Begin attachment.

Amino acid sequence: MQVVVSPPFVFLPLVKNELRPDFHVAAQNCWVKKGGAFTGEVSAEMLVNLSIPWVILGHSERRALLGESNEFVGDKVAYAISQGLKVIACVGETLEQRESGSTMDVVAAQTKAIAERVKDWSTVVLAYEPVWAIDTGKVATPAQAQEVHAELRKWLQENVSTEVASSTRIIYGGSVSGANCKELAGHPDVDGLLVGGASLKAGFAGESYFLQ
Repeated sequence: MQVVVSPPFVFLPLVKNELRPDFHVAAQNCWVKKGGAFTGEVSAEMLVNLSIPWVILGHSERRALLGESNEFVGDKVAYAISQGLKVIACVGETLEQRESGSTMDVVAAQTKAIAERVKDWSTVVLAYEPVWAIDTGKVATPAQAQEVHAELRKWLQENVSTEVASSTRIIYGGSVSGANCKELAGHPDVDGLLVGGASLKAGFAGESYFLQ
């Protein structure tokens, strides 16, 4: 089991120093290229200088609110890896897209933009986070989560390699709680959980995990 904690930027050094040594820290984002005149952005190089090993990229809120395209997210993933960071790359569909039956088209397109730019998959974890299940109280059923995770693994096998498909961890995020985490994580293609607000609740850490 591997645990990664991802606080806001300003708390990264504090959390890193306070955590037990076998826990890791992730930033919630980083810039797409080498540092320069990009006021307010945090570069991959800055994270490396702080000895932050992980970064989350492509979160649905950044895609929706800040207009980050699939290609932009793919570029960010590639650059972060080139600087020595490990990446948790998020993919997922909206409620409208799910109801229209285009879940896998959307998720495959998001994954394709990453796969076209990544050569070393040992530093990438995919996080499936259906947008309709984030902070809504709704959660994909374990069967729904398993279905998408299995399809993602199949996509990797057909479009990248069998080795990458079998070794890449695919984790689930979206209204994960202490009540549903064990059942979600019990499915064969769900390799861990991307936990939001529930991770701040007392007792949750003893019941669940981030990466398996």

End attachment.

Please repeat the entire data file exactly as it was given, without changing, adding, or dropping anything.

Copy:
Amino acid sequence: MQVVVSPPFVFLPLVKNELRPDFHVAAQNCWVKKGGAFTGEVSAEMLVNLSIPWVILGHSERRALLGESNEFVGDKVAYAISQGLKVIACVGETLEQRESGSTMDVVAAQTKAIAERVKDWSTVVLAYEPVWAIDTGKVATPAQAQEVHAELRKWLQENVSTEVASSTRIIYGGSVSGANCKELAGHPDVDGLLVGGASLKAGFAGESYFLQ
Repeated sequence: MQVVVSPPFVFLPLVKNELRPDFHVAAQNCWVKKGGAFTGEVSAEMLVNLSIPWVILGHSERRALLGESNEFVGDKVAYAISQGLKVIACVGETLEQRESGSTMDVVAAQTKAIAERVKDWSTVVLAYEPVWAIDTGKVATPAQAQEVHAELRKWLQENVSTEVASSTRIIYGGSVSGANCKELAGHPDVDGLLVGGASLKAGFAGESYFLQ
């Protein structure tokens, strides 16, 4: 089991120093290229200088609110890896897209933009986070989560390699709680959980995990 904690930027050094040594820290984002005149952005190089090993990229809120395209997210993933960071790359569909039956088209397109730019998959974890299940109280059923995770693994096998498909961890995020985490994580293609607000609740850490 591997645990990664991802606080806001300003708390990264504090959390890193306070955590037990076998826990890791992730930033919630980083810039797409080498540092320069990009006021307010945090570069991959800055994270490396702080000895932050992980970064989350492509979160649905950044895609929706800040207009980050699939290609932009793919570029960010590639650059972060080139600087020595490990990446948790998020993919997922909206409620409208799910109801229209285009879940896998959307998720495959998001994954394709990453796969076209990544050569070393040992530093990438995919996080499936259906947008309709984030902070809504709704959660994909374990069967729904398993279905998408299995399809993602199949996509990797057909479009990248069998080795990458079998070794890449695919984790689930979206209204994960202490009540549903064990059942979600019990499915064969769900390799861990991307936990939001529930991770701040007392007792949750003893019941669940981030990466398996």